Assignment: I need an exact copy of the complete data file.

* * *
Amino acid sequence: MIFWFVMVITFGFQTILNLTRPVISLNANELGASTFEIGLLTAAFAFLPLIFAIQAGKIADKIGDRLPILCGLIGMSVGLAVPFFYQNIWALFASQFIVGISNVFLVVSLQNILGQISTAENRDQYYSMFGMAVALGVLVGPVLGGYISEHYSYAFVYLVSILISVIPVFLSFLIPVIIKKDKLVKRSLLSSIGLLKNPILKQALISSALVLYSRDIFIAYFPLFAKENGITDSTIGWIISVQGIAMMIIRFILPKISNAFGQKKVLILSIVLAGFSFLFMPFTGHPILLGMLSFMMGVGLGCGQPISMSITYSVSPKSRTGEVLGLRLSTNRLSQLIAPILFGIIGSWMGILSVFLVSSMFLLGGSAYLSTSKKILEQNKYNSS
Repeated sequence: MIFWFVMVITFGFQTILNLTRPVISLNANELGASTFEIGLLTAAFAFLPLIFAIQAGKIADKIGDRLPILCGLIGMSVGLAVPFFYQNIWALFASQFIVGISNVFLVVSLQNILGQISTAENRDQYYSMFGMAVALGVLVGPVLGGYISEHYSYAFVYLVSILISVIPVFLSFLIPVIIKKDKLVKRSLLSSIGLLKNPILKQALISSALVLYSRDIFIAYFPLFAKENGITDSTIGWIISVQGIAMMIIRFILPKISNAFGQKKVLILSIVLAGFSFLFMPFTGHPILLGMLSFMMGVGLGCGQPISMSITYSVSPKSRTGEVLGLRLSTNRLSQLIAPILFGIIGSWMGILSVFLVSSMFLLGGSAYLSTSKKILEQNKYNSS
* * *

Amino acid sequence: MIFWFVMVITFGFQTILNLTRPVISLNANELGASTFEIGLLTAAFAFLPLIFAIQAGKIADKIGDRLPILCGLIGMSVGLAVPFFYQNIWALFASQFIVGISNVFLVVSLQNILGQISTAENRDQYYSMFGMAVALGVLVGPVLGGYISEHYSYAFVYLVSILISVIPVFLSFLIPVIIKKDKLVKRSLLSSIGLLKNPILKQALISSALVLYSRDIFIAYFPLFAKENGITDSTIGWIISVQGIAMMIIRFILPKISNAFGQKKVLILSIVLAGFSFLFMPFTGHPILLGMLSFMMGVGLGCGQPISMSITYSVSPKSRTGEVLGLRLSTNRLSQLIAPILFGIIGSWMGILSVFLVSSMFLLGGSAYLSTSKKILEQNKYNSS
Repeated sequence: MIFWFVMVITFGFQTILNLTRPVISLNANELGASTFEIGLLTAAFAFLPLIFAIQAGKIADKIGDRLPILCGLIGMSVGLAVPFFYQNIWALFASQFIVGISNVFLVVSLQNILGQISTAENRDQYYSMFGMAVALGVLVGPVLGGYISEHYSYAFVYLVSILISVIPVFLSFLIPVIIKKDKLVKRSLLSSIGLLKNPILKQALISSALVLYSRDIFIAYFPLFAKENGITDSTIGWIISVQGIAMMIIRFILPKISNAFGQKKVLILSIVLAGFSFLFMPFTGHPILLGMLSFMMGVGLGCGQPISMSITYSVSPKSRTGEVLGLRLSTNRLSQLIAPILFGIIGSWMGILSVFLVSSMFLLGGSAYLSTSKKILEQNKYNSS